Abdo Shanan was born in 1982 in Oran, Algeria to a Sudanese father and an Algerian mother. He studied Telecommunications Engineering at the University of Sirte in Libya and subsequently undertook an internship at the Magnum photography agency in Paris. In 2015, he co-founded the 220Collective – a peer-led organization for Algerian photographers. He won The CAP Prize (Contemporary African Photography) in 2019 for his project entitled Dry and, in the same year, he was selected for The Joop Swart Masterclass by World Press Photo. In 2020, he was the recipient of Premi Mediterrani Albert Camus Incipiens and co-curated an exhibition, Narratives from Algeria at Photoforum Pasquar in Switzerland. Shanan was a recipient of the Sheikh Saoud Al Thani Project award in 2022 for the further development of his A Little Louder project and publication, which intensely maps the experiences of Algerians who participated in the ‘Hirak’ protests since February 2019.
Samar Sayed Baiomy
Born in 1990, Samar Sayed Baiomy is a visual artist living and working in Alexandria.She studied painting at the Faculty of Fine Arts at Alexandria University and then learned photography and video art during a two-year grant award scheme at the École supérieure d'art d'Aix-en-Provence, France. Baiomy’s visual and research-based practice concentrates on documenting people's lives and self-identities, and the relationships between home, inhabitance, and memory. She was awarded a 2021 Sheikh Saoud Al Thani Project Award grant for her Revive Memories project that stems from Baiomy’s PhD research into the destruction of the fishing village El Max in Alexandria. Using photography, oral history, archival research and field notes, she pieces together a collective memory of a fast-disappearing time and place.
Mohammed Elshamy was 17 years of age when he received the Egyptian Press Award in 2011, while he was an apprentice photojournalist at the Egyptian newspaper Al-Masry Al-Youm. In 2014, he was a recipient of the Magnum Foundation Human Rights Fellowship in New York. He has chronicled human crises in Sierra Leone, Liberia, Sudan and Nigeria and his photographs have been published by global media including The Guardiannewspaper, Al Jazeera and Time magazine. Elshamy’s extensive project - Egyptians Exiled - takes us into the violent heart of August 2013, and Egypt’s regime change, uprising and public massacre in Cairo of 800 people in the Rabaa and Nahda public squares. He brings us into quiet contemplation of the impact upon individuals and families who form a new wave of Egyptian Diaspora identity.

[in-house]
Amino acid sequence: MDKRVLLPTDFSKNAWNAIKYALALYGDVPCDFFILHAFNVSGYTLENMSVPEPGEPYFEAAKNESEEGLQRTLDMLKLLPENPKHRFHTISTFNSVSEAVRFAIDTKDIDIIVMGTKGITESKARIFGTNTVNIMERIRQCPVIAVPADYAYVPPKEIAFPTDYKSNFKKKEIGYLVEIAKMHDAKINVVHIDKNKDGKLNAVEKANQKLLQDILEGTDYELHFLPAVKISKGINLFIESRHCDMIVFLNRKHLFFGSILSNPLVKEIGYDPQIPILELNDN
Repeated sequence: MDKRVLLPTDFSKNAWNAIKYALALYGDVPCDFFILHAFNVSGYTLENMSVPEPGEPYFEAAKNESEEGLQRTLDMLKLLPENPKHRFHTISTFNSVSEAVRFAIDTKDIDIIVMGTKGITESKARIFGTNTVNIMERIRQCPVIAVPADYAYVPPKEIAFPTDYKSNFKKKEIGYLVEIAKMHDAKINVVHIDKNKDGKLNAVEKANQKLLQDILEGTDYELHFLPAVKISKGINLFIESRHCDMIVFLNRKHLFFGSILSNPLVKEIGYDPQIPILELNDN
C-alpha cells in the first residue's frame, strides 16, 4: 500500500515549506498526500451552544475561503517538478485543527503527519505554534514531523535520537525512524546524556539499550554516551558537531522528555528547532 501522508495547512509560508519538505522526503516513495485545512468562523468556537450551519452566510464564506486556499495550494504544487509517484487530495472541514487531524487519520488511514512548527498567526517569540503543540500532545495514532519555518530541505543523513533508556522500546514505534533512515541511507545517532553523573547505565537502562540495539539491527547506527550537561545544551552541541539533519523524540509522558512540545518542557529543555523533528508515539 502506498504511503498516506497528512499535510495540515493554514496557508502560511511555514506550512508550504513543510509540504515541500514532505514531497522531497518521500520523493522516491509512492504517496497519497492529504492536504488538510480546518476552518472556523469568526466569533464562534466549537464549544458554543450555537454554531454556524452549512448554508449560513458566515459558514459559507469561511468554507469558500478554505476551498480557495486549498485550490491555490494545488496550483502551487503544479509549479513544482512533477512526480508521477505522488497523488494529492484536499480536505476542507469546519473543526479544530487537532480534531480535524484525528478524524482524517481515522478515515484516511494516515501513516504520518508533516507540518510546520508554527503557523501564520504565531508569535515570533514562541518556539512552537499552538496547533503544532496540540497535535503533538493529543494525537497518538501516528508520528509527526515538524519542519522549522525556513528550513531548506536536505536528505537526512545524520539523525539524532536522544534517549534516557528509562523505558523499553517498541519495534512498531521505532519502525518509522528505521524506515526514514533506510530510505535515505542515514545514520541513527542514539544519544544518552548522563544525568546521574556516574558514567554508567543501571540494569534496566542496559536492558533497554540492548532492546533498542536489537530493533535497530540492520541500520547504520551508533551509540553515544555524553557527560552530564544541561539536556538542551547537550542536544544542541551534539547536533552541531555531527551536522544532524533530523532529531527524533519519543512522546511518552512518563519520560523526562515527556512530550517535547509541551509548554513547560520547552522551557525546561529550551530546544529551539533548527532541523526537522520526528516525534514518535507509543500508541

Hayat Al-Sharif is a photojournalist who shares human-scaled stories of women’s lives in Yemen. Her Sheikh Saoud Al Thani Project Award grant has supported her indomitable aim to globally share close encounters with Yemeni women and their struggle to survive and provide for their families in such extreme conditions of famine, war and a pandemic. As a result of the conflicts in Yemen, Al-Sharif and her journalist husband were regularly threatened and attacked, and they were forced to leave Yemen in December 2022. Al-Sharif and her family are currently living in Stavanger in Norway, where she is the recipient of the thirteenth Stavanger Free City Artist Award.
Mona Hassan is a graduate of the Faculty of Fine Arts at Alexandria University, Egypt. She has been a practicing photographer of impressive energy, focus and critical acclaim since 2016. She is well known for her photographs of the limestone quarry workers in the Manya Governorate of Upper Egypt, demonstrating her capacity to create unforgettable images of remote and underrepresented human life. Hassan has used her 2021 Sheikh Saoud Al Thani Project Award to create a vital record of her travels through the governorates of Egypt over the past 2 years with a nomadic Arab tribe in search of pasture for their livestock. Through her photographs and extensive field notes, Hassan takes us on a remarkable journey into ways of life and human stories that we can only encounter through Hassan’s close vantage point.